|Type & Capacity||Start Construction||Criticality||Shut down|
|Reactor 1||RBMK-800||March 1970||September 1979||November 1996|
|Reactor 2||RBMK-1000||February 1973||December 1978||October 1991|
|Reactor 3||RBMK-1000||March 1976||December 1981||December 2000|
|Reactor 4||RBMK-1000||April 1979||December 1983||April 1986|
|Reactor 5||RBMK-1000||December 1981||-||-|
|Reactor 6||RBMK-1000||December 1983||-||-|
Mikhail Gorbachev had been in office only 13 months when Chernobyl occurred. He had arrived to a warm response from Western political leaders. Much younger and more active than his predecessors, he appeared to herald a time of change in the USSR. In 1986, however, he inherited an ossified Soviet state that was Leonid Brezhnev's legacy. Gorbachev's reaction to Chernobyl was very cautious but, in addition to the defensive posture adopted by his government initially, he also indicated a willingness to cooperate with the IAEA. It should be noted that in 1985 the USSR had agreed to IAEA inspections of some of its nuclear reactors, and thus this policy was not necessarily a new departure. Similarly, aid offered from long-established "friends of the USSR" abroad was also accepted, while that of individual governments was turned down.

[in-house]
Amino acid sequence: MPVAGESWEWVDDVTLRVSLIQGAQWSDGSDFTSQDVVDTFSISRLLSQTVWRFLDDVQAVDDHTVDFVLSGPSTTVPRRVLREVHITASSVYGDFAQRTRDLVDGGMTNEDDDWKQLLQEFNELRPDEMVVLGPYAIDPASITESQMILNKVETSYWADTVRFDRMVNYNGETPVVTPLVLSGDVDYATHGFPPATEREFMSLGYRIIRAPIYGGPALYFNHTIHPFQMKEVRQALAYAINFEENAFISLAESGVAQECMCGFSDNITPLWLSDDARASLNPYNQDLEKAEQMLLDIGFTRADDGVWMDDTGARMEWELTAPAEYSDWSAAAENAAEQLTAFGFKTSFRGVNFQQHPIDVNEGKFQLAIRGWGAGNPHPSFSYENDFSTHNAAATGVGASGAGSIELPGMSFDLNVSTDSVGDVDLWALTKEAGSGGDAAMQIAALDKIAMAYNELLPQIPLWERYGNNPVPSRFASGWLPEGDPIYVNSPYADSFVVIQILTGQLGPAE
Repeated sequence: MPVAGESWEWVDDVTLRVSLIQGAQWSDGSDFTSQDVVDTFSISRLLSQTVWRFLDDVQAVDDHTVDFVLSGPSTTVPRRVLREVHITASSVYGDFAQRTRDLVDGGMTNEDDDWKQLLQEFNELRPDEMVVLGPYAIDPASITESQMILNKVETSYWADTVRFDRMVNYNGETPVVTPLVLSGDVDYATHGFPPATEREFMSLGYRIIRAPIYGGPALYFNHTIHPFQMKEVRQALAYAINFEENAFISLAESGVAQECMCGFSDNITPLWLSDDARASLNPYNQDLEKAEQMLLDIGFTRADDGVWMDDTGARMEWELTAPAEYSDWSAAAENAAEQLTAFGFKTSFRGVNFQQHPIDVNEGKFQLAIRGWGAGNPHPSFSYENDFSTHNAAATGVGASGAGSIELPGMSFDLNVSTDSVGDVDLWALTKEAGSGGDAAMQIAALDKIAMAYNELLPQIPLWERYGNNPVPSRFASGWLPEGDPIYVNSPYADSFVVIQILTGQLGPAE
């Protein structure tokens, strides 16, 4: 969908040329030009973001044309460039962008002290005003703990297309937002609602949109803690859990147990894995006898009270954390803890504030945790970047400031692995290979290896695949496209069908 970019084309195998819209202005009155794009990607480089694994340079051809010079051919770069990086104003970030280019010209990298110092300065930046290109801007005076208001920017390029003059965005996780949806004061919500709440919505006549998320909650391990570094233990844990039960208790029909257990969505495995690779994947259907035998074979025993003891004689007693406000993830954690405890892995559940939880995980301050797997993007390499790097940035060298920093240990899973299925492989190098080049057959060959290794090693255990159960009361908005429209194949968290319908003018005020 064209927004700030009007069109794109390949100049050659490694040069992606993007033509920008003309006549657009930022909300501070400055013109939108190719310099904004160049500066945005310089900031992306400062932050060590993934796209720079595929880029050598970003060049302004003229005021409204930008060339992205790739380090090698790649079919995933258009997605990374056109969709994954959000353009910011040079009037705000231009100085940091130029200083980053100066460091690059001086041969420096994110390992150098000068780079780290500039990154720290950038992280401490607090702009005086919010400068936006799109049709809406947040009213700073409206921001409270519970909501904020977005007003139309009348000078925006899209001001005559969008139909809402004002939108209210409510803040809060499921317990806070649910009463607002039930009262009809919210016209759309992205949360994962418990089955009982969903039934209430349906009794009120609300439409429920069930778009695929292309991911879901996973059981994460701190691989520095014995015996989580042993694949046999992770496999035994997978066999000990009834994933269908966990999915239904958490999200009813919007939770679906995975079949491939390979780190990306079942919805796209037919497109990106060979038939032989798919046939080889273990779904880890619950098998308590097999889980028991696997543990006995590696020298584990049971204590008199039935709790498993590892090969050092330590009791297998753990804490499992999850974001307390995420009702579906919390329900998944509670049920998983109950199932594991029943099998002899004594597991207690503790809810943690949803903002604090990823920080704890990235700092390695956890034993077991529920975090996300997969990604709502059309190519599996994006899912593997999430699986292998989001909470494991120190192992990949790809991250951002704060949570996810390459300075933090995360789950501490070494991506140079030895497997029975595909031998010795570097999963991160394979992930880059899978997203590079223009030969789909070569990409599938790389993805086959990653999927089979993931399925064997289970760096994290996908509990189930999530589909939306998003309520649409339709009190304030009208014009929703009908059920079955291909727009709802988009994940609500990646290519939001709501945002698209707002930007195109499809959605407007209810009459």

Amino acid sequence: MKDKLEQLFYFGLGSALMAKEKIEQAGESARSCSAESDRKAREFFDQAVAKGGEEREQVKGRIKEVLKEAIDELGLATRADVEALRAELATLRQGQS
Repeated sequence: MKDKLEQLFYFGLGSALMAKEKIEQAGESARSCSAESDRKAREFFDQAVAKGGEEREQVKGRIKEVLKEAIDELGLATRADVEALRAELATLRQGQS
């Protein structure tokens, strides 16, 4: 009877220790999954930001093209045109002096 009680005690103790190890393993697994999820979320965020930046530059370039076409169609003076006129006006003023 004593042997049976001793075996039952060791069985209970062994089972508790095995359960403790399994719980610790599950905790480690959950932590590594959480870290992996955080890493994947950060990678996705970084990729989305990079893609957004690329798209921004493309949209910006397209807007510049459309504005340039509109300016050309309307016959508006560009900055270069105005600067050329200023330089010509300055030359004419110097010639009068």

Local times: At the time of the 1986 accident, Ukraine was one of the Republics of the USSR (Union of Socialist Soviet Republics) and had Moscow-time (GMT+3). Although Ukraine changed its time to GMT+2 after it declared indepence from Moscow in August 1991, times mentioned in the Chronology are historical local times (GMT+3) Times mentioned concerning Sweden's Forsmark, are also GMT+3. Time difference (in 1986) between Chernobyl and Sweden was 2 hours.
A few general links (more in the Chronology)
Reconstruction of the Chernobyl radioactive plume
Medical articles on the consequences of Chernobyl
Radiation from Chernobyl - Maps and Graphics